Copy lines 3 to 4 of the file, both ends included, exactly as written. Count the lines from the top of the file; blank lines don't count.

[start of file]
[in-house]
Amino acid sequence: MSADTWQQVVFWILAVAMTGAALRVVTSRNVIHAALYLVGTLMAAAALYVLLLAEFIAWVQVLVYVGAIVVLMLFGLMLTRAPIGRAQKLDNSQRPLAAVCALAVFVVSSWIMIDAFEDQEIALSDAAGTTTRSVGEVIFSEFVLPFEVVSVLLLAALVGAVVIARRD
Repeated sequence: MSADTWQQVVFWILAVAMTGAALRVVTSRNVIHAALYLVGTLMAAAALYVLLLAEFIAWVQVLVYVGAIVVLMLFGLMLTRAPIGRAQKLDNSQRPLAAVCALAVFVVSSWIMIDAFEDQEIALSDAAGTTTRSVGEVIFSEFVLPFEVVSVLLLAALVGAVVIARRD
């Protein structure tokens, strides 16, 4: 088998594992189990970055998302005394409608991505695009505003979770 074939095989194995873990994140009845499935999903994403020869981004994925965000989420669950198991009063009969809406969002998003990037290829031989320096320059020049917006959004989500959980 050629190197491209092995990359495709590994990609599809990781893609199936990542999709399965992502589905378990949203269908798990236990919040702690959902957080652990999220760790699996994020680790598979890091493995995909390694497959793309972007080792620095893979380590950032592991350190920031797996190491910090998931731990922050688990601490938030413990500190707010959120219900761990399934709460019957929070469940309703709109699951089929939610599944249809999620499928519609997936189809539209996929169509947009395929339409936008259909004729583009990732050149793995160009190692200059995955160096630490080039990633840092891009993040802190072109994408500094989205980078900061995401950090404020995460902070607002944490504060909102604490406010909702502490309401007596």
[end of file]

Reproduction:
Repeated sequence: MSADTWQQVVFWILAVAMTGAALRVVTSRNVIHAALYLVGTLMAAAALYVLLLAEFIAWVQVLVYVGAIVVLMLFGLMLTRAPIGRAQKLDNSQRPLAAVCALAVFVVSSWIMIDAFEDQEIALSDAAGTTTRSVGEVIFSEFVLPFEVVSVLLLAALVGAVVIARRD
């Protein structure tokens, strides 16, 4: 088998594992189990970055998302005394409608991505695009505003979770 074939095989194995873990994140009845499935999903994403020869981004994925965000989420669950198991009063009969809406969002998003990037290829031989320096320059020049917006959004989500959980 050629190197491209092995990359495709590994990609599809990781893609199936990542999709399965992502589905378990949203269908798990236990919040702690959902957080652990999220760790699996994020680790598979890091493995995909390694497959793309972007080792620095893979380590950032592991350190920031797996190491910090998931731990922050688990601490938030413990500190707010959120219900761990399934709460019957929070469940309703709109699951089929939610599944249809999620499928519609997936189809539209996929169509947009395929339409936008259909004729583009990732050149793995160009190692200059995955160096630490080039990633840092891009993040802190072109994408500094989205980078900061995401950090404020995460902070607002944490504060909102604490406010909702502490309401007596």